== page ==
Chances are, if you are asking this question, you probably don’t qualify to take the “Home Office Deduction.”
Income Tax Deduction: Business Use of Your Home
The deduction for the business use of your home, commonly referred to as the “Home Office Deduction,” has long been thought to be one of the biggest triggers for an audit from the IRS. Much debate and many statistician hours have been devoted to determining whether this is in fact on the IRS’ “list” of triggers; however, since the IRS does not make its business of letting us in on such coveted information, we can only speculate. Erring on the side of caution and assuming that the Home Office Deduction is on the top of that “list,” if you are flirting with the idea of attempting to claim this deduction you need to ask yourself a few questions.
Used in Connection with Trade or Business
In order to pass the threshold to claiming the deduction for the business use of your home, part of your home must in fact be used in connection with a trade or business. If you are thinking to yourself, “Bring work home? Here, where I come to get away from work?” then you should count yourself out for this deduction.
Usually the deduction is strongly connected with small business owners and those who work for small business owners. The idea behind this deduction is to give small business owners a break by allowing them a deduction for the area of their home they use to “work from home.” Whereas traditional brick-and-mortar businesses would deduct their lease or payment to the bank for their storefront or office space, those who instead work from a space in their own homes have the opportunity to take a deduction for the part of their homes given over to their business ventures.
If you, like most small business owners, cannot remember the last time you went home without work, then read on to determine if you might be able to take this deduction.
Principal Place of Business
Your home must be the principal place of business to take the deduction for that business. Although you can have more than one business location (including your home), your home must be the principal place of business for that business. In other words, in order to claim the deduction for the spare room, you must do something in the spare room connected to your business that you don’t do anywhere else – or in this instance at any other location in which you conduct business.
For example, you use the spare bedroom and bathroom for your handmade soap business. That room and bathroom are where you mix and blend and form your handmade soaps, that you then take to your storefront downtown to sell. You do not make any soap at the storefront. You only display and sell the soap there and you use the desk in the back to keep your books when not assisting customers. No one is allowed in the extra bedroom at your house because there is nothing in there but your beautifully aromatic soap clutter, and what a mess it would be if someone accidentally let Fluffy in!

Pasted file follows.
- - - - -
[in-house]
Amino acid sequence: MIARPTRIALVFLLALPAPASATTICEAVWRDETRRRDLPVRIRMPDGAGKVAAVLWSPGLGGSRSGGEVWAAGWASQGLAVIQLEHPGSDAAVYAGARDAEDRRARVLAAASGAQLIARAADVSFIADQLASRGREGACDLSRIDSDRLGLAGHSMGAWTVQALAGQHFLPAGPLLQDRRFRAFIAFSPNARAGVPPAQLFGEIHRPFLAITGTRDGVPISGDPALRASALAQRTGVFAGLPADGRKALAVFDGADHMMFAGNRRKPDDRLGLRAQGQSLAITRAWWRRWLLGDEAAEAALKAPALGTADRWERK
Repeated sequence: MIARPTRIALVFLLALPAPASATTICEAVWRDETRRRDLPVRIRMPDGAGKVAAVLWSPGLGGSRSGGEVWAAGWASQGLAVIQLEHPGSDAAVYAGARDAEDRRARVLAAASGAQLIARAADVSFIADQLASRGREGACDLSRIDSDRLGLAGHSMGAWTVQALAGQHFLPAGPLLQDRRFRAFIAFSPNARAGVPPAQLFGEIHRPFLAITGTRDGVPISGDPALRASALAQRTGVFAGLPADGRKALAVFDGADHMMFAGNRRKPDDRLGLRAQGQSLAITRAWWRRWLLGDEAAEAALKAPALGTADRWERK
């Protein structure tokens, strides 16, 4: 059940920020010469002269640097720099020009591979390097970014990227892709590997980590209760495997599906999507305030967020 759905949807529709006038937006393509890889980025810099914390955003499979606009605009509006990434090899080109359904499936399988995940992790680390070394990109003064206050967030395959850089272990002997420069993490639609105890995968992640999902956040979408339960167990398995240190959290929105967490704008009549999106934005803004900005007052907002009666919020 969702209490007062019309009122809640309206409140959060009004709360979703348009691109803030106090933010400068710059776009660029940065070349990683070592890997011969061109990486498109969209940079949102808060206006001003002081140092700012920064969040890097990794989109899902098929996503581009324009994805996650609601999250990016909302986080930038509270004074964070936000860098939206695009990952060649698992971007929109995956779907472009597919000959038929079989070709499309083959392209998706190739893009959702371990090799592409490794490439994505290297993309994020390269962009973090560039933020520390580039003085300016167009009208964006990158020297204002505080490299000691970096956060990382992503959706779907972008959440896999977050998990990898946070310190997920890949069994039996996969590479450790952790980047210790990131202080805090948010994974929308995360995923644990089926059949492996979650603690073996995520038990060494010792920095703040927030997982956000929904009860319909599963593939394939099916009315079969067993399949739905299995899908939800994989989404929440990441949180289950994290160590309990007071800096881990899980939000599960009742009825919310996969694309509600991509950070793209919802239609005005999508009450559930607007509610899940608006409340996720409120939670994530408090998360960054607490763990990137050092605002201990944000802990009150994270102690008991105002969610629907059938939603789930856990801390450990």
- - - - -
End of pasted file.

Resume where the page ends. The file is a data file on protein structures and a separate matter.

Still nodding your head up and down? Keep going.
Exclusive and Regular Use
An illustrative example of someone who does not pass this test is the lady in the picture here working from her kitchen table. Although she might unfortunately have to work like this on a regular basis, this area of her home is not exclusively used for business. A computer or calculator or filing cabinet or desk or … any other office equipment or supply does not magically turn a room in your home into a “Home Office” just because it is kept or used in your bedroom or kitchen or dining room or … any other room in your home. If that room has any other purpose – if you do anything else in that room other than conduct your business – then that room is not exclusive for purposes of taking the deduction.
One exception to the exclusive requirement, used in our handmade soap business example, is space used to store inventory. You have been on a roll and made so much soap in anticipation of opening up an online store that your husband’s closet is no longer your husband’s closet. You might be able to include this space in your deduction calculation. After telling your husband this, he will agree that he never really needed a closet anyway…
But… if you only take over that closet when you are getting ready for an out-of-town market – which is quite rare now that you have the online store – then you can’t count that closet after all because your use is not regular. Regular use means more than “on occasion.”
How to take the Home Office Deduction
For a full explanation of the “Home Office Deduction,” you should refer to IRS Publication 587 Business Use of Your Home. There you will find:
- Requirements: A full explanation of all the requirements you must meet in order to qualify to deduct business expenses for your home.
- Types: A comprehensive list of the types of expenses you are allowed to deduct for the business use of your home.
- Calculation: How to figure out exactly how much your deduction should be.
- Special Rules: Applicable to daycare providers, those storing inventory or product samples, and factoring depreciation on your home.
- Records: How to keep the records to substantiate this deduction.
- Form 8829: Where most taxpayers deduct these expenses.
The Priest Firm can guide you through the steps you need to take to make the determination, to prepare to take the deduction in the future, or even defend you against the IRS’ disallowing the deduction in a prior year. Contact us today to schedule a consultation with Ms. Priest.